Katy Upperman Shares Nordy Bars

I’ve been thinking a lot about holiday traditions lately, as we’ve just decorated our Christmas tree and strung twinkling lights from the eaves of our house – it’s the most wonderful time of the year, after all!

My little family is all about holiday cheer. We’ve adopted tons of traditions as our own, though we’ve had to modify Christmas a time or two, thanks to my husband’s job with the military. We always do our best to make Christmas a special and memorable time for our daughter, but sometimes it looks a little less than traditional. Opening presents with Daddy via Skype while he sits in a desert half a world away? Done it. Presents mailed to faraway family weeks in advance? Yep. Santa’s Christmas Eve cookies hurriedly purchased at a bakery because we’re mid-cross-country move and bunking in a hotel room? Been there.

One tradition that holds constant, though—through deployments and moves and family visits and everything in-between—is dessert. No matter what our holiday circumstances, I always, always, always bake a feast of Christmas treats starting on December 1st. Spritz cookies, Magic Squares, chocolate crinkle cookies, shortbread, eggnog cookies, gingerbread people, Mexican Wedding Cookies, Danish Puff, thumbprint cookies…

Seriously. I know no bounds.

My all time favorite Christmastime treat, though, are Nordy Bars. My mom made them during the holidays when my brothers and I were young, and I continue to make them each year for my family. According to legend, Nordy Bars were served at the Nordstrom Cafe back in the 80s and were supposedly a huge hit. While I can’t confirm their origin, I can tell you that they’re sweet and chewy and decadent and amazingly delicious.

I hope you’ll use the recipe below to bake up a batch for your family, and I hope you have a very happy holiday season! <3 nbsp="" p="">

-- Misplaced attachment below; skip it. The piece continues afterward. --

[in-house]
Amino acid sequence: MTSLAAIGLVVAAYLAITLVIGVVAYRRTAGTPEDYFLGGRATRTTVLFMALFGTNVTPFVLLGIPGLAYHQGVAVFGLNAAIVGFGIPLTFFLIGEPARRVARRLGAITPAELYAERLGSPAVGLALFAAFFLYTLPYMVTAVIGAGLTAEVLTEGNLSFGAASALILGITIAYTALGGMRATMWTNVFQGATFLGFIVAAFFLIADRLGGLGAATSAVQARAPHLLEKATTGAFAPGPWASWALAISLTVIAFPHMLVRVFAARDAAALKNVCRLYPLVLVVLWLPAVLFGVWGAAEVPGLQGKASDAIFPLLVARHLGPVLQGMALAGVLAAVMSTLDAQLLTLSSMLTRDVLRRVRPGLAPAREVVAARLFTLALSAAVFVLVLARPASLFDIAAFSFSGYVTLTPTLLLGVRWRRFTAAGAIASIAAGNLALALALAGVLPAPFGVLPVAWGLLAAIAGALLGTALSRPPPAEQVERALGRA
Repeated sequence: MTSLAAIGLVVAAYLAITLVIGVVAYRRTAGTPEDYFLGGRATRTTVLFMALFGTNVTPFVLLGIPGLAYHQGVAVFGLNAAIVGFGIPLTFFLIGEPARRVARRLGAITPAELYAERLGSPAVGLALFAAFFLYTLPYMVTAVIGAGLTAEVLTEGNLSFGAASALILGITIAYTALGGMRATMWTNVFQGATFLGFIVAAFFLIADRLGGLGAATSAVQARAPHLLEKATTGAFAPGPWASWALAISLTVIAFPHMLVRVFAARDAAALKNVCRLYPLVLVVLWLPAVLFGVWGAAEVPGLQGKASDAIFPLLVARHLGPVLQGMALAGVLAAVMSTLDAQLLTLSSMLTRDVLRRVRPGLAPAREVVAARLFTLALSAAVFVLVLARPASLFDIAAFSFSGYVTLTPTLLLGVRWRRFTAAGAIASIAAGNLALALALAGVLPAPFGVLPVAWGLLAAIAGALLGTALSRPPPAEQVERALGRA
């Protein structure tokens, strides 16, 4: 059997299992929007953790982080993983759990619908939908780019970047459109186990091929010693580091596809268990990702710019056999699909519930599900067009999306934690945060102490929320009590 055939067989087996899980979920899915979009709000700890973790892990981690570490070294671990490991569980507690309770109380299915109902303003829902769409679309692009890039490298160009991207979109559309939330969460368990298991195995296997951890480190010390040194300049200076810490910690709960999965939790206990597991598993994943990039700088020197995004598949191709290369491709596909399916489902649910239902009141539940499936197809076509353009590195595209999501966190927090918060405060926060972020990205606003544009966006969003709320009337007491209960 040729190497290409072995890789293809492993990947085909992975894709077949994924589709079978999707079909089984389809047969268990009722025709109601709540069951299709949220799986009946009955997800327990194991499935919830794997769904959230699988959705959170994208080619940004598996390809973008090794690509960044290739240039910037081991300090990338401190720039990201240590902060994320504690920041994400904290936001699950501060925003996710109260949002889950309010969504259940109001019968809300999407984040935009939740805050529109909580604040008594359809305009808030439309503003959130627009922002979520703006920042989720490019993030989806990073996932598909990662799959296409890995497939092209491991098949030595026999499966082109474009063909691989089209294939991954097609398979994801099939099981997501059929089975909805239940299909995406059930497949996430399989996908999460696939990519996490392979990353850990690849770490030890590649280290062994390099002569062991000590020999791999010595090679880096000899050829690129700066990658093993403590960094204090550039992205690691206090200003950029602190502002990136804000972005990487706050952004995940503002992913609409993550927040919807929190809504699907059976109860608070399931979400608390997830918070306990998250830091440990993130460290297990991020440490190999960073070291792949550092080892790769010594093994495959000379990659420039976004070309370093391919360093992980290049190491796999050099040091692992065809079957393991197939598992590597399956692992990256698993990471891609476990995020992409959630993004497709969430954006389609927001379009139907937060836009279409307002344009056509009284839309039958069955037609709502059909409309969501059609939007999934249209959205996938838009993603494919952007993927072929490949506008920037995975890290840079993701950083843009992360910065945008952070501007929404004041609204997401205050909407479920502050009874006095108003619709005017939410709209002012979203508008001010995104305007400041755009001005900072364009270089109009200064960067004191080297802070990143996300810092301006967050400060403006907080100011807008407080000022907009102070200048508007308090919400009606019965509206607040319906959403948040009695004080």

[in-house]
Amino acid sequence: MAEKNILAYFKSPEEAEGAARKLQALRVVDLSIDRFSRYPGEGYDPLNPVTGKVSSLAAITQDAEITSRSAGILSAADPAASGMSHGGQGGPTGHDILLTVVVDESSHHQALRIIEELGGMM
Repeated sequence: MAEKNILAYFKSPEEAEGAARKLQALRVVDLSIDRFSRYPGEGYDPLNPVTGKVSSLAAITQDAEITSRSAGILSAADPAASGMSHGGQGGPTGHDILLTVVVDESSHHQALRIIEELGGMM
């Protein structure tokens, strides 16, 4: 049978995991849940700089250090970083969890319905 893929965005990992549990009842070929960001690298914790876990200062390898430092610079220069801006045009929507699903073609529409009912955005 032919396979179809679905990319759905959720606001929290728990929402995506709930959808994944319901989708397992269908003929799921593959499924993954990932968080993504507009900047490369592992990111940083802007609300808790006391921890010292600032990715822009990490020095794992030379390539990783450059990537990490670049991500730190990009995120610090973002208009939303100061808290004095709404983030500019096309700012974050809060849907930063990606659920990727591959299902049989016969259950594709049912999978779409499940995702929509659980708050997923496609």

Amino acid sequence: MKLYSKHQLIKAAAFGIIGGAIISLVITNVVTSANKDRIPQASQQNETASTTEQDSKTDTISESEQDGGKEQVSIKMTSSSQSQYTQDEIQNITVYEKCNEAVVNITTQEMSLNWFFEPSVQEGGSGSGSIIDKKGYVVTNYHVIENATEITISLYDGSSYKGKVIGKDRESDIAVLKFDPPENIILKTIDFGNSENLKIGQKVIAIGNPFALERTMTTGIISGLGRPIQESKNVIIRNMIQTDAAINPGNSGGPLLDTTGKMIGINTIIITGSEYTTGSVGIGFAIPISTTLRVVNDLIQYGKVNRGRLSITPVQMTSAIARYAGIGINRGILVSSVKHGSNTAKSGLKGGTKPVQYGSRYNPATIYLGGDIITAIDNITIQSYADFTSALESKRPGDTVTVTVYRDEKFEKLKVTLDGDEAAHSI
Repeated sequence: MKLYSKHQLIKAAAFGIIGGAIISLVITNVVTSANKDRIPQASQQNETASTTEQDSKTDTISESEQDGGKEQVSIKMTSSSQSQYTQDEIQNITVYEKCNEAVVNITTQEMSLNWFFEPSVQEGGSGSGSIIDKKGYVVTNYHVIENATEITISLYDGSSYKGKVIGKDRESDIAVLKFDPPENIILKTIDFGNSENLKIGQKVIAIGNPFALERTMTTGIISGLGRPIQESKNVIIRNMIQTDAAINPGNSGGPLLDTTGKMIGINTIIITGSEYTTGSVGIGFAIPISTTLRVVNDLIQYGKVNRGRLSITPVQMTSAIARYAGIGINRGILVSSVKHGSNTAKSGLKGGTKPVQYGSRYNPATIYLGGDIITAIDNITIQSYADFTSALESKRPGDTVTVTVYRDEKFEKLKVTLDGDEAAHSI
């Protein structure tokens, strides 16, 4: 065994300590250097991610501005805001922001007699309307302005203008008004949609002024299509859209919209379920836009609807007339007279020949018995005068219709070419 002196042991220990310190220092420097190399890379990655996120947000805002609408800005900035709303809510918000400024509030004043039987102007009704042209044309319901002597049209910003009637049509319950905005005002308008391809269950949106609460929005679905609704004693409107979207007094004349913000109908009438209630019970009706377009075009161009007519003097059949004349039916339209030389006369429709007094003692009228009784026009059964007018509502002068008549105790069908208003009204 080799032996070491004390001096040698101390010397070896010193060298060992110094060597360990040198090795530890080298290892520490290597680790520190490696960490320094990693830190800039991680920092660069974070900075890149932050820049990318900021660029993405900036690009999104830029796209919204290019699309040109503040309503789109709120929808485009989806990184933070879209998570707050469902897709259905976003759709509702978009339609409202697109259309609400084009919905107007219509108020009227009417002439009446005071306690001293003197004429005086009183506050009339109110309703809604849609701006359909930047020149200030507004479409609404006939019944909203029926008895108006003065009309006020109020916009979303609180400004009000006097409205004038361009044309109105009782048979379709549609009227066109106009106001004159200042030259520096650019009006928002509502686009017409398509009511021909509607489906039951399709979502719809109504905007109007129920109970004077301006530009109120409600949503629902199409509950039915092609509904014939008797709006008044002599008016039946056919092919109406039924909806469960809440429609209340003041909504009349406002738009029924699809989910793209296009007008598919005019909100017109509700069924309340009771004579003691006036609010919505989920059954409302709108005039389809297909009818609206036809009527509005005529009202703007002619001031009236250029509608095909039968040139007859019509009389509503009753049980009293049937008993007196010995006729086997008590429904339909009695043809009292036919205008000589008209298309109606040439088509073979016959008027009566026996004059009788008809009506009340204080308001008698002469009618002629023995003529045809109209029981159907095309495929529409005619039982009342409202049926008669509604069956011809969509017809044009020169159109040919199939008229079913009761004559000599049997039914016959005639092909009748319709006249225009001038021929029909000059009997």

Nordy Bars

½ cup butter
12 ounces butterscotch chips
½ cup packed brown sugar
2 eggs, beaten
1 ¾ cups flour
2 teaspoons baking powder
½ teaspoon salt
2 teaspoons vanilla
12 ounces chocolate chips
2 cups mini marshmallows
1 cup chopped pecans

Melt butter in a saucepan over low heat. Add butterscotch chips and brown sugar. Stir until melted -- do not boil. Let cool for ½ an hour. Add eggs and vanilla, then stir well. Transfer to large mixing bowl. Stir in remaining ingredients until just incorporated. Spread in a greased 9X13 glass dish, then bake at 350 degrees for 20 – 30 minutes, checking for doneness in the center. When cool, cut into squares and refrigerate.


Kate's Note:

I'm definitely trying this recipe too. Wow! You know when something combines butterscotch chips and mini marshmallows it's going to be good. Thank you so much for sharing the recipe with all of us, Katy. I can't wait to get my hands on Kissing Max Holden.

Writing During the Holidays with Jennifer Honeybourn

When December hits, there’s so much to do to prepare for the holiday season that writing, much like working out, is the first thing I take off the list. If I can’t have more hours in a day, then something has to go, at least temporarily, and in the past few years that something has been my writing time. The Ghost of Christmas Past has shown me, however, that when I step away from a project for more than a few days I lose momentum. And once that momentum is gone, it is so incredibly hard to get it back.